Bak et al [1] in 1994-1995 season performed detailed interviews and clinical examinations (probably, the most detailed descriptive study of shoulder pain in competitive swimmers) to 36 Danish swimmers. 33 swimmers had unilateral shoulder pain and 13 had bilateral pain. Thirteen swimmers were National Team members (half of the subjects with bilateral complaints were National Team swimmers).

Author - yearParticipants (n)AgeGender (female - male)Acute PainSub acute pain (2-week)History of pain
McMaster et al - 1993126219,5Not described9,4 – 35%Not described38 – 75%
Richardson et al - 198013714 – 2383 - 54Not describedNot described52 - 57%
Bak et al - 19973617 (12 - 23)22 - 14Not describedNot described91,66%
Contreras et al - 20104017,96 ± 4,1116 - 2420%46,67%80%

Table 1.

Descriptive studies of shoulder pain prevalence in competitive swimmers.

Our research group performed a descriptive study in 2008-2009 [7] to a group of 40 competitive swimmers from the “Universidad de Chile”. In our study, the prevalence of history of shoulder pain is 80%. A 20% presented actual pain and the 47% a two week pain. These results are comparable with the international surveys [Table 2].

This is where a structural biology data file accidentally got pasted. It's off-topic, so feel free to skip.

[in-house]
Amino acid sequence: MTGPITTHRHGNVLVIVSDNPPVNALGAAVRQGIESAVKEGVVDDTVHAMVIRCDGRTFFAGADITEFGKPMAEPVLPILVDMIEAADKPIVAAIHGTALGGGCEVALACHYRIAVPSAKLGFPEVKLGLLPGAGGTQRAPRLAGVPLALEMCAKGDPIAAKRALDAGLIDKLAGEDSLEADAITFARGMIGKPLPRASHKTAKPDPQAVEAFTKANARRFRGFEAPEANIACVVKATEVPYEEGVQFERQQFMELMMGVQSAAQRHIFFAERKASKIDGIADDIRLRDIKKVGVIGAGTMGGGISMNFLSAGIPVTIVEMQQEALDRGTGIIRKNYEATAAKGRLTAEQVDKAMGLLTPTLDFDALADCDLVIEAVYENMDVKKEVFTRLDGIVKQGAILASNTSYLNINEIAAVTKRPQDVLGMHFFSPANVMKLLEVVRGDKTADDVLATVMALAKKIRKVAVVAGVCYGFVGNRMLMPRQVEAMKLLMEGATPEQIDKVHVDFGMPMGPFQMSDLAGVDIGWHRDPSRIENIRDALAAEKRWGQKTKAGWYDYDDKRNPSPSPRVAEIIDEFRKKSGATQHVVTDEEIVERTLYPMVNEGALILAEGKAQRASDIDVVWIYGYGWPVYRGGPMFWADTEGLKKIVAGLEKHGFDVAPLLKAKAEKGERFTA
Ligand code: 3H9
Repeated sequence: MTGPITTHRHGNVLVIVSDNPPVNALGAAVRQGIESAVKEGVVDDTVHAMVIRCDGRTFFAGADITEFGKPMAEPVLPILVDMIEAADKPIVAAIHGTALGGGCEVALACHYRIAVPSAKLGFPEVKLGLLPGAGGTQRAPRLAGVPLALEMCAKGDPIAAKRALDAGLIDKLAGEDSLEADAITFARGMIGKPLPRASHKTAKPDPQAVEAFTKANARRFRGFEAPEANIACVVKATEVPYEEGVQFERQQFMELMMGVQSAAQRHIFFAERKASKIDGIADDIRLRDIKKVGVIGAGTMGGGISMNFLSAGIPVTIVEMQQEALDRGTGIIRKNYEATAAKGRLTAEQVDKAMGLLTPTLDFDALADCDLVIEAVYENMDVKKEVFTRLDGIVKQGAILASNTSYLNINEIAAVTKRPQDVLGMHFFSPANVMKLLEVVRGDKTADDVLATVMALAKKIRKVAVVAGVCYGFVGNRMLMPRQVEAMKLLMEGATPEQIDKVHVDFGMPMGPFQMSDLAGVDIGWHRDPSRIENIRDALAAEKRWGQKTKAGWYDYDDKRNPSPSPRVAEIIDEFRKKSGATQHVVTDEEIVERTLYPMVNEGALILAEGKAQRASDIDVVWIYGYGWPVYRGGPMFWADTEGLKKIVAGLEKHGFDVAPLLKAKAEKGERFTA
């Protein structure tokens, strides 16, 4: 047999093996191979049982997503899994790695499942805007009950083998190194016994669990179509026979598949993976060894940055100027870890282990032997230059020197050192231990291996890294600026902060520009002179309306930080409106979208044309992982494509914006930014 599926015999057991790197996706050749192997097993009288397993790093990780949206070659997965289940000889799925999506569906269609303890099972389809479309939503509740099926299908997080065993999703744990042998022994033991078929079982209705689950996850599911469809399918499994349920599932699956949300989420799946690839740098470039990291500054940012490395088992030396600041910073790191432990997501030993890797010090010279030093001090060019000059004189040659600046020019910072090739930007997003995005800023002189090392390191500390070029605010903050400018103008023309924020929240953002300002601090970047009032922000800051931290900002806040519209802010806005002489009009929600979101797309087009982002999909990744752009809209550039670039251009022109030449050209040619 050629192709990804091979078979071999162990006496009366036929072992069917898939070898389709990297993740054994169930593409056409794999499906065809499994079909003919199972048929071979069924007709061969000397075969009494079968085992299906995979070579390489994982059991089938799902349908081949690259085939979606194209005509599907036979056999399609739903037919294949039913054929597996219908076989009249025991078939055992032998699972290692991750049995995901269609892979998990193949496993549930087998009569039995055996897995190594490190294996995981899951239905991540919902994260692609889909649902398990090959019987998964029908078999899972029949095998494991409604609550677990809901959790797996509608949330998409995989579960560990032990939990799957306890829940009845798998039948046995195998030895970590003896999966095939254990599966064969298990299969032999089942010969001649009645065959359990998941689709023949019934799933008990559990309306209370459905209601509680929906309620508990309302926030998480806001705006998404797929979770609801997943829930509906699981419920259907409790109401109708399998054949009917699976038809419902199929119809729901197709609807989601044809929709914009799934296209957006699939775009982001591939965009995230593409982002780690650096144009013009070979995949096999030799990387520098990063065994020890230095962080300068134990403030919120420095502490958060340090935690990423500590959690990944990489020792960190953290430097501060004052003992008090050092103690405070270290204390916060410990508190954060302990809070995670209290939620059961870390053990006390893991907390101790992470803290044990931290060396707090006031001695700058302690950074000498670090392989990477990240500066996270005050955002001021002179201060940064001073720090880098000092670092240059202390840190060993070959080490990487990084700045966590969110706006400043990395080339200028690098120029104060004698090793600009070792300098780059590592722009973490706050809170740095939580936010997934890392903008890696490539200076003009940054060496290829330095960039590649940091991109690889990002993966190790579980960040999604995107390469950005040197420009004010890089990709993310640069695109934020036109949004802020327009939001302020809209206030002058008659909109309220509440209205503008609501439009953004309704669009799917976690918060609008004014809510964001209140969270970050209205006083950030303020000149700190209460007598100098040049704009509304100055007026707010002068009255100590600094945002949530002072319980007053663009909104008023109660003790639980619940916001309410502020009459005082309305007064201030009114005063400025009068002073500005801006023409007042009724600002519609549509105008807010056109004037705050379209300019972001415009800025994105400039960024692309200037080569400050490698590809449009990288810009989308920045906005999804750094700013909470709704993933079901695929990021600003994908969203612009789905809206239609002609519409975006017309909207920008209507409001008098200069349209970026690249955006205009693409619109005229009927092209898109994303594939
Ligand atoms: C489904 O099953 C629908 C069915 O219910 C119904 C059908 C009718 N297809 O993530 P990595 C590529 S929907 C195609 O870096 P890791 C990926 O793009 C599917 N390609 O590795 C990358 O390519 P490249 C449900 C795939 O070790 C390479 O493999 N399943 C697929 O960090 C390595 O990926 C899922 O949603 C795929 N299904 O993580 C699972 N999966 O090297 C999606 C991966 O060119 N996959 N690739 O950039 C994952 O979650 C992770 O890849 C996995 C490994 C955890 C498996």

Years of practiceMeters per dayWeight work hours per weekStretching time (minutes)Use of implementsPreferred strokePreferred contest
6,07 (3,69)4716,67 (1297,77)2,72 (0,96)7,72 (6,67)73,33%Freestyle 73,33%Sprint 56,67%

Table 2.

Training data; the values are expressed in mean (SD) or as percentages.

The survey method for data collection has inherent limitations to correlate cause and effect relationships. But competitive swimmers are very sensitive to their shoulder problems and their ability to effectively train. They have the opportunities to compete against other swimmers and to perform timed trainings.


3. Shoulder biomechanics in swimming

Swimming requires several different shoulder motions, most being performed during circumduction in clockwise and counter-clockwise directions with varying degrees of internal and external rotation and scapular protraction and retraction [8].